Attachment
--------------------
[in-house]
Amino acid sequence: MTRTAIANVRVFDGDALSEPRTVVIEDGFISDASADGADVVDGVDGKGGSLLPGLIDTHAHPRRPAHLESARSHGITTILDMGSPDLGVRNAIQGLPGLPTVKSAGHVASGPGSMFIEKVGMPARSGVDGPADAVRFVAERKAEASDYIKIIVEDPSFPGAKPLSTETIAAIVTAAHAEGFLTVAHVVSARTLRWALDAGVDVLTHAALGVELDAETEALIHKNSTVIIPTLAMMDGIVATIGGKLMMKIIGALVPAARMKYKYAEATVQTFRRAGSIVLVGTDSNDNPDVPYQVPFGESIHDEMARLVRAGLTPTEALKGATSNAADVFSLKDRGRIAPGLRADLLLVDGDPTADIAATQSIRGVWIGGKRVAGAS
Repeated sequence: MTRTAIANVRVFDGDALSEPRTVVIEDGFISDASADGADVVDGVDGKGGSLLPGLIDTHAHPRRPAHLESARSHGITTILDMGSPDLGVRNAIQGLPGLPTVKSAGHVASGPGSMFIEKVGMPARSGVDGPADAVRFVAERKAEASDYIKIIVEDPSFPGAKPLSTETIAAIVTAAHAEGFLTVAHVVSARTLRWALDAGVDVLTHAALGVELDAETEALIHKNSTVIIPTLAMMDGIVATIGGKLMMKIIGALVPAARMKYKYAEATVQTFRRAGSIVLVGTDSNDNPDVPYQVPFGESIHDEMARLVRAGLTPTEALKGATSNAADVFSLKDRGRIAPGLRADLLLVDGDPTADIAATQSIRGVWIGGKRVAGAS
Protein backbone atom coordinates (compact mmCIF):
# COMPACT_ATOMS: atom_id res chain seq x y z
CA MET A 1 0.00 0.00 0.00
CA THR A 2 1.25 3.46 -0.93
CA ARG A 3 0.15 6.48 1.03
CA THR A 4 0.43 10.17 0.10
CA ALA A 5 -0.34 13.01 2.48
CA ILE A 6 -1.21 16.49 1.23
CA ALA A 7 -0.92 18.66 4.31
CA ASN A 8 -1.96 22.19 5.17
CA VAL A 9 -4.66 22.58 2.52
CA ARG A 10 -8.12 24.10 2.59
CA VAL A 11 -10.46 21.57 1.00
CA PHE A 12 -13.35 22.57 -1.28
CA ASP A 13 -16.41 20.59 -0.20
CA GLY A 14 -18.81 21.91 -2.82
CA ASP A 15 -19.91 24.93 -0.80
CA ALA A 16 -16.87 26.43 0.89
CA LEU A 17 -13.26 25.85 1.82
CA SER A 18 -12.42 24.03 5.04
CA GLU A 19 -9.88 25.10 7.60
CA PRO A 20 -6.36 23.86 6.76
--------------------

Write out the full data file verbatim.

[in-house]
Amino acid sequence: MTRTAIANVRVFDGDALSEPRTVVIEDGFISDASADGADVVDGVDGKGGSLLPGLIDTHAHPRRPAHLESARSHGITTILDMGSPDLGVRNAIQGLPGLPTVKSAGHVASGPGSMFIEKVGMPARSGVDGPADAVRFVAERKAEASDYIKIIVEDPSFPGAKPLSTETIAAIVTAAHAEGFLTVAHVVSARTLRWALDAGVDVLTHAALGVELDAETEALIHKNSTVIIPTLAMMDGIVATIGGKLMMKIIGALVPAARMKYKYAEATVQTFRRAGSIVLVGTDSNDNPDVPYQVPFGESIHDEMARLVRAGLTPTEALKGATSNAADVFSLKDRGRIAPGLRADLLLVDGDPTADIAATQSIRGVWIGGKRVAGAS
Repeated sequence: MTRTAIANVRVFDGDALSEPRTVVIEDGFISDASADGADVVDGVDGKGGSLLPGLIDTHAHPRRPAHLESARSHGITTILDMGSPDLGVRNAIQGLPGLPTVKSAGHVASGPGSMFIEKVGMPARSGVDGPADAVRFVAERKAEASDYIKIIVEDPSFPGAKPLSTETIAAIVTAAHAEGFLTVAHVVSARTLRWALDAGVDVLTHAALGVELDAETEALIHKNSTVIIPTLAMMDGIVATIGGKLMMKIIGALVPAARMKYKYAEATVQTFRRAGSIVLVGTDSNDNPDVPYQVPFGESIHDEMARLVRAGLTPTEALKGATSNAADVFSLKDRGRIAPGLRADLLLVDGDPTADIAATQSIRGVWIGGKRVAGAS
Protein backbone atom coordinates (compact mmCIF):
# COMPACT_ATOMS: atom_id res chain seq x y z
CA MET A 1 0.00 0.00 0.00
CA THR A 2 1.25 3.46 -0.93
CA ARG A 3 0.15 6.48 1.03
CA THR A 4 0.43 10.17 0.10
CA ALA A 5 -0.34 13.01 2.48
CA ILE A 6 -1.21 16.49 1.23
CA ALA A 7 -0.92 18.66 4.31
CA ASN A 8 -1.96 22.19 5.17
CA VAL A 9 -4.66 22.58 2.52
CA ARG A 10 -8.12 24.10 2.59
CA VAL A 11 -10.46 21.57 1.00
CA PHE A 12 -13.35 22.57 -1.28
CA ASP A 13 -16.41 20.59 -0.20
CA GLY A 14 -18.81 21.91 -2.82
CA ASP A 15 -19.91 24.93 -0.80
CA ALA A 16 -16.87 26.43 0.89
CA LEU A 17 -13.26 25.85 1.82
CA SER A 18 -12.42 24.03 5.04
CA GLU A 19 -9.88 25.10 7.60
CA PRO A 20 -6.36 23.86 6.76